Lacey Cope, USA: AUBG Is an Eclectic School Full of Possibilities

In Spring 2012, Lacey received AUBG's highest honor - the Presidential Medal.

I quicken my steps as I hear the first sounds of the gajda preparing to launch into a melody. It is twilight and I’m walking through the woodlands, being careful not to trip over the redwood trees’ roots that have managed to push through the dirt. I hear the tambura, gadulka, and tupan begin to play along. I cannot wait to reach the dance hall and join the line – I can already tell it is a pajdushko, one of my favorite rhythms to dance. As I burst into the room, I am overwhelmed with happiness at being surrounded by friends and family who share my passion for Balkan folk culture.

This is a common scene from my childhood. My father is a multi-instrumentalist who was very involved in the formation of the Eastern European Folklife Center (EEFC), a nonprofit organization that celebrates and teaches folk music and dance. Every summer, the EEFC organizes week-long workshops to educate people about the traditions of the Balkans. It is through these workshops that I discovered my passions: clarinet, saxophone, singing, and dance. It was through this connection to the Balkans that I was able to travel to Bulgaria with my family in the summer of 2005. We went to immerse ourselves in folk culture at the Koprivshtitsa festival and wound up falling in love with the people. Ever since I returned home from that trip, I have dreamed of the day I could return to Bulgaria.

Lacey sings a Bulgarian folk song at the Orphanage Christmas Concert

The road that led me to finally attending AUBG was lengthy. Initially, I stumbled upon the school while looking up summer or semester-long volunteer programs in the area, specifically working in orphanages. By chance, I found an article describing a partnership between students at the American University in Bulgaria and a local orphanage. Upon doing further research, I became more impressed by the institution and all it had to offer and decided it was where I needed to study. Because my home university, San Francisco State, denied me spending a semester abroad at a non-sponsored school, I made the decision to apply independently as a visiting student. At the same time I completely readjusted my life goals and decided not to pursue nursing, as had been my original plan. With newly aligned priorities, I also decided to take a leap of faith and transfer to AUBG.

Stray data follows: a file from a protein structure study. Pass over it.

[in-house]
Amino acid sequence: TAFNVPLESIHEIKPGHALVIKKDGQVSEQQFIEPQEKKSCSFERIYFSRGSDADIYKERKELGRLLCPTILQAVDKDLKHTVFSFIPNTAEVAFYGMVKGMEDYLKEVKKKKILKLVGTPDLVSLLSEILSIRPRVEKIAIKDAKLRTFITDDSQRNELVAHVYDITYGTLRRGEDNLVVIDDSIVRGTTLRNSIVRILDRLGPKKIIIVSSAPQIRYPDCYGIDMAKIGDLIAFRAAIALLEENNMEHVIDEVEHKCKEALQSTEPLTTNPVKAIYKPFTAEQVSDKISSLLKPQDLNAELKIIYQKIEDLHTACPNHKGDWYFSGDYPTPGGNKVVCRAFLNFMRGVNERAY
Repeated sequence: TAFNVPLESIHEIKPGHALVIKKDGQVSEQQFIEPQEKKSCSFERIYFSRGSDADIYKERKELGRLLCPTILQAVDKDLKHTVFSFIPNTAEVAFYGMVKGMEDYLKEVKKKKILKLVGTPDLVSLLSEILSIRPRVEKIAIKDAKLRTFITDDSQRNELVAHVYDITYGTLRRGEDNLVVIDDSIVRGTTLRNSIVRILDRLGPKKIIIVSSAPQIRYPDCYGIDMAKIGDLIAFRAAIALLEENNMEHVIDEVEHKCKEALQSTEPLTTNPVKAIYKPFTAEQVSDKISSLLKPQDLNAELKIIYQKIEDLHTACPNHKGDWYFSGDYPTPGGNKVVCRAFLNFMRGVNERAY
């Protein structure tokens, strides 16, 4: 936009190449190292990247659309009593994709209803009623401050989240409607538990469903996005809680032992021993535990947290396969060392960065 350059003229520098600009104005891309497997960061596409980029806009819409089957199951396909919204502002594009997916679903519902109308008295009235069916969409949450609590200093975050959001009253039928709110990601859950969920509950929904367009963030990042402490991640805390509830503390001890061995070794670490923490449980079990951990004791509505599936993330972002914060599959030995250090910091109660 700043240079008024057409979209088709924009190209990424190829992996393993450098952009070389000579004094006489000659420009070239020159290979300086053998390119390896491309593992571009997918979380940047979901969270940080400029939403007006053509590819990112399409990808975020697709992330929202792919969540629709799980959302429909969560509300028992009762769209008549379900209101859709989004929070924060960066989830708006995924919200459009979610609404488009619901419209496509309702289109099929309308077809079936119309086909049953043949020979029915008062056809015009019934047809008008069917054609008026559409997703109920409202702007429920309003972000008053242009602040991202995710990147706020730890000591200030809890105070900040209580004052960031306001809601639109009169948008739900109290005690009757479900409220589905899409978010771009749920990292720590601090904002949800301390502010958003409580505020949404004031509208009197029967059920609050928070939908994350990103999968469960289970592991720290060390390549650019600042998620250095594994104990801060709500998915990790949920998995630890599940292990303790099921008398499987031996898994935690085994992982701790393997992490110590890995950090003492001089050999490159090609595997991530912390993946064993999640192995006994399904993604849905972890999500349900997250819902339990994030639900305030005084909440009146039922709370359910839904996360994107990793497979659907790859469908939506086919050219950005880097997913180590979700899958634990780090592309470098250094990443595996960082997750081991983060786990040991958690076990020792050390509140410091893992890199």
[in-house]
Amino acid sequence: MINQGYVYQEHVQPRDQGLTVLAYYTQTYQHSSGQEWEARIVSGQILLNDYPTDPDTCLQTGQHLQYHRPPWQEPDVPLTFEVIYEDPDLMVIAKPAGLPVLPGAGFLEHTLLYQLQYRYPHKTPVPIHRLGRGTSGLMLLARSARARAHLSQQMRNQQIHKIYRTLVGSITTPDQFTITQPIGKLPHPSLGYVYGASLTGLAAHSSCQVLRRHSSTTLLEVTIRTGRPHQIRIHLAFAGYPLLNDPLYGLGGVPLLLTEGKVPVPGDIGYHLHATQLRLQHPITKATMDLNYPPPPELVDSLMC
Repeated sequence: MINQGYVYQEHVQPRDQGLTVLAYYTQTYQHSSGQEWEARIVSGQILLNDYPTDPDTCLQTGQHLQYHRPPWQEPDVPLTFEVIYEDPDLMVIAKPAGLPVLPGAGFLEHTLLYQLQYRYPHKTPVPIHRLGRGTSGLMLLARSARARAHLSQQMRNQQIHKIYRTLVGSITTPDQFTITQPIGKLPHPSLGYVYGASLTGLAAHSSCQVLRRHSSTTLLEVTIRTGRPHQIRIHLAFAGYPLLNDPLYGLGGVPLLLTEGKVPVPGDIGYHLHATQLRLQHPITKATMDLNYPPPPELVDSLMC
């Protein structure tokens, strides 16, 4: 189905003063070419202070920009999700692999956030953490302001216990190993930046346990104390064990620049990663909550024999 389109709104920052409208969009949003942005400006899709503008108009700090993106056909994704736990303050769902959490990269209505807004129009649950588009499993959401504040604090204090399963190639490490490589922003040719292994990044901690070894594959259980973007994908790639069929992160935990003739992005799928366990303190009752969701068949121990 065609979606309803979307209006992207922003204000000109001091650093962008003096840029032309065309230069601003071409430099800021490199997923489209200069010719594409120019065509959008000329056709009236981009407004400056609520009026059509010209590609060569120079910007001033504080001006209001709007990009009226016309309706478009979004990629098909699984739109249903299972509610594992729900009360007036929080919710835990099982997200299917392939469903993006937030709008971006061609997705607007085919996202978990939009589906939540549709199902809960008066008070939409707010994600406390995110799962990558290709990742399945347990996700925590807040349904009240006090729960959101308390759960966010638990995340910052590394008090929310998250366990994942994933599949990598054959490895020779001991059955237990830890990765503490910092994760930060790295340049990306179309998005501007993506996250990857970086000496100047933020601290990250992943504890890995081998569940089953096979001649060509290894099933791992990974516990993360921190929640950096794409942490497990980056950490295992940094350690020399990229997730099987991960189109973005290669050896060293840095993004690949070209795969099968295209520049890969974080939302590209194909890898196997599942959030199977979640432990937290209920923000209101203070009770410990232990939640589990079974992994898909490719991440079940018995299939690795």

Singing with fellow AUBGers at the Bulgarian Cultural evening in November 2009

After being accepted to AUBG as a regular student, the months leading up to my departure from California were full of mixed emotions and second-guessing. Though my friends and family were supportive of my decision, saying goodbye was bittersweet. Immediately after arriving here, I felt confident I had made the right choice. The overabundance of extracurricular activities available enticed me to become very plugged into the community. Every day of the week, I am committed to rehearsals and meetings for the Better Community Club, Musical, AUBG Choir, and the “Biser” Ensemble.  Being so involved has led me to some incredible experiences so far, including traveling to Kemer, Turkey with the choir in early November. Not only did we win second place in the international choir competition, but I also got the opportunity to bond with a diverse, talented, and impressive group within the larger AUBG community.

Aside from the groups I am already involved with, there are many more I look forward to joining. For example, recently I helped organize the incredibly successful Bulgarian Language and Culture Evening. I anticipate my continued involvement with increasing students’ awareness of the rich folklore surrounding us here in Blagoevgrad, especially in the fields of music and dance. AUBG is such an eclectic school full of possibilities for the future. I cannot help but continue to be thankful for the decision I made and for the new horizons of opportunities presented to me since coming here.

Blagoevgrad 2009 

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